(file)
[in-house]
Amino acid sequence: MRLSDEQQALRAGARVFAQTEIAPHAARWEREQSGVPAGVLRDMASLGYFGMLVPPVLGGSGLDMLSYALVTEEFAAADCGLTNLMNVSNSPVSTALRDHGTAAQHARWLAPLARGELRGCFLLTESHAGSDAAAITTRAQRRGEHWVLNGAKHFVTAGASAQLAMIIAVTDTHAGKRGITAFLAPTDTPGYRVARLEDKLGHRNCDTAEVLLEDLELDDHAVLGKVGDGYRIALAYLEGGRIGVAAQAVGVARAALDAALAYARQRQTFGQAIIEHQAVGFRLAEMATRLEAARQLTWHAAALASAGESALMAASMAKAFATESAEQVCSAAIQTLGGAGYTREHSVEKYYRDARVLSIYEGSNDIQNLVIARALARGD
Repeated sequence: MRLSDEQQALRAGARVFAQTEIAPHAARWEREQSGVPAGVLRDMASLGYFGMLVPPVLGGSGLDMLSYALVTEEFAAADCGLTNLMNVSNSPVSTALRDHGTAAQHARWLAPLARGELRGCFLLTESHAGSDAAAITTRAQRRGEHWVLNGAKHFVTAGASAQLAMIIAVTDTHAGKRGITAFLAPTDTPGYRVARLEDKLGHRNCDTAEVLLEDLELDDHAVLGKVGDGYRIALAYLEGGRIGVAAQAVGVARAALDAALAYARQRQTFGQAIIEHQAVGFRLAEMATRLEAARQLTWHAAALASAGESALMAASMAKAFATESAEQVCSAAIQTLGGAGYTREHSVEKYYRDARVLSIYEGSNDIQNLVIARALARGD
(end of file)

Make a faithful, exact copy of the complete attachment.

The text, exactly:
[in-house]
Amino acid sequence: MRLSDEQQALRAGARVFAQTEIAPHAARWEREQSGVPAGVLRDMASLGYFGMLVPPVLGGSGLDMLSYALVTEEFAAADCGLTNLMNVSNSPVSTALRDHGTAAQHARWLAPLARGELRGCFLLTESHAGSDAAAITTRAQRRGEHWVLNGAKHFVTAGASAQLAMIIAVTDTHAGKRGITAFLAPTDTPGYRVARLEDKLGHRNCDTAEVLLEDLELDDHAVLGKVGDGYRIALAYLEGGRIGVAAQAVGVARAALDAALAYARQRQTFGQAIIEHQAVGFRLAEMATRLEAARQLTWHAAALASAGESALMAASMAKAFATESAEQVCSAAIQTLGGAGYTREHSVEKYYRDARVLSIYEGSNDIQNLVIARALARGD
Repeated sequence: MRLSDEQQALRAGARVFAQTEIAPHAARWEREQSGVPAGVLRDMASLGYFGMLVPPVLGGSGLDMLSYALVTEEFAAADCGLTNLMNVSNSPVSTALRDHGTAAQHARWLAPLARGELRGCFLLTESHAGSDAAAITTRAQRRGEHWVLNGAKHFVTAGASAQLAMIIAVTDTHAGKRGITAFLAPTDTPGYRVARLEDKLGHRNCDTAEVLLEDLELDDHAVLGKVGDGYRIALAYLEGGRIGVAAQAVGVARAALDAALAYARQRQTFGQAIIEHQAVGFRLAEMATRLEAARQLTWHAAALASAGESALMAASMAKAFATESAEQVCSAAIQTLGGAGYTREHSVEKYYRDARVLSIYEGSNDIQNLVIARALARGD